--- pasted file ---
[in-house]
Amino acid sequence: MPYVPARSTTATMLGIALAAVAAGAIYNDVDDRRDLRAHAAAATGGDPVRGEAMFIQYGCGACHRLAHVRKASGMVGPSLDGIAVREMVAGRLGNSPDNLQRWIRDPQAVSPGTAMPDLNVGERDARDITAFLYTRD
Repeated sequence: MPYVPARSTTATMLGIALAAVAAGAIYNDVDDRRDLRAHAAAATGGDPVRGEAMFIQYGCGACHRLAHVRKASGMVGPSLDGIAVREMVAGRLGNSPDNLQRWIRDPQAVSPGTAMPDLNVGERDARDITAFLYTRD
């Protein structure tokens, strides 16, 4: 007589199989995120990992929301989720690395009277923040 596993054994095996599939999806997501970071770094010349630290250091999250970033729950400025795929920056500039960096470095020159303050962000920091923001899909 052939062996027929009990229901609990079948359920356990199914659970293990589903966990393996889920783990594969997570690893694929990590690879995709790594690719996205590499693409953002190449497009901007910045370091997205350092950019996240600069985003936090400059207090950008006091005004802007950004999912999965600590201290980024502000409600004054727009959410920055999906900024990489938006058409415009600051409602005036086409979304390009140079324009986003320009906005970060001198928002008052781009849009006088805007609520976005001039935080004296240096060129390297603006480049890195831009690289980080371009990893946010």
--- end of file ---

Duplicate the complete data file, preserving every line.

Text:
[in-house]
Amino acid sequence: MPYVPARSTTATMLGIALAAVAAGAIYNDVDDRRDLRAHAAAATGGDPVRGEAMFIQYGCGACHRLAHVRKASGMVGPSLDGIAVREMVAGRLGNSPDNLQRWIRDPQAVSPGTAMPDLNVGERDARDITAFLYTRD
Repeated sequence: MPYVPARSTTATMLGIALAAVAAGAIYNDVDDRRDLRAHAAAATGGDPVRGEAMFIQYGCGACHRLAHVRKASGMVGPSLDGIAVREMVAGRLGNSPDNLQRWIRDPQAVSPGTAMPDLNVGERDARDITAFLYTRD
């Protein structure tokens, strides 16, 4: 007589199989995120990992929301989720690395009277923040 596993054994095996599939999806997501970071770094010349630290250091999250970033729950400025795929920056500039960096470095020159303050962000920091923001899909 052939062996027929009990229901609990079948359920356990199914659970293990589903966990393996889920783990594969997570690893694929990590690879995709790594690719996205590499693409953002190449497009901007910045370091997205350092950019996240600069985003936090400059207090950008006091005004802007950004999912999965600590201290980024502000409600004054727009959410920055999906900024990489938006058409415009600051409602005036086409979304390009140079324009986003320009906005970060001198928002008052781009849009006088805007609520976005001039935080004296240096060129390297603006480049890195831009690289980080371009990893946010």